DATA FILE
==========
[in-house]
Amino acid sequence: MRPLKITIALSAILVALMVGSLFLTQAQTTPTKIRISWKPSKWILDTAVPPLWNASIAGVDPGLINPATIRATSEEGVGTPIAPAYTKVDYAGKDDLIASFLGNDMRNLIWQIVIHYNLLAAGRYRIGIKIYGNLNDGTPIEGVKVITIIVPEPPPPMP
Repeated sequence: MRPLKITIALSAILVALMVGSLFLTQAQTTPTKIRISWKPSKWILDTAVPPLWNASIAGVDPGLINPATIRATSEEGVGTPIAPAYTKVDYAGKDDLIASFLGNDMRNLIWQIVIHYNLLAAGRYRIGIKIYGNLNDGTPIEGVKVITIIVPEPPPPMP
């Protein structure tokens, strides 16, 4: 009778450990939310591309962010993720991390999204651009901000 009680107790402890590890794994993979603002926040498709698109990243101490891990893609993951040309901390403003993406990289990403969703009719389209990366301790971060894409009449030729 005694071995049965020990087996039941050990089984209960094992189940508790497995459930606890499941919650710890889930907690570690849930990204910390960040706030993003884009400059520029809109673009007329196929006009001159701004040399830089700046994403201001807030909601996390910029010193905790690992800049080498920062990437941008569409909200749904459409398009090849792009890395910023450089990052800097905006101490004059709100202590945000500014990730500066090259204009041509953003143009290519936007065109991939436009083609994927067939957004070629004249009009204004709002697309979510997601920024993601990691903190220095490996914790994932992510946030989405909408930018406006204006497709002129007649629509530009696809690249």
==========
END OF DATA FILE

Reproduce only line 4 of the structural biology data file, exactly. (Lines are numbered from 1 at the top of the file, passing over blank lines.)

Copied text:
């Protein structure tokens, strides 16, 4: 009778450990939310591309962010993720991390999204651009901000 009680107790402890590890794994993979603002926040498709698109990243101490891990893609993951040309901390403003993406990289990403969703009719389209990366301790971060894409009449030729 005694071995049965020990087996039941050990089984209960094992189940508790497995459930606890499941919650710890889930907690570690849930990204910390960040706030993003884009400059520029809109673009007329196929006009001159701004040399830089700046994403201001807030909601996390910029010193905790690992800049080498920062990437941008569409909200749904459409398009090849792009890395910023450089990052800097905006101490004059709100202590945000500014990730500066090259204009041509953003143009290519936007065109991939436009083609994927067939957004070629004249009009204004709002697309979510997601920024993601990691903190220095490996914790994932992510946030989405909408930018406006204006497709002129007649629509530009696809690249």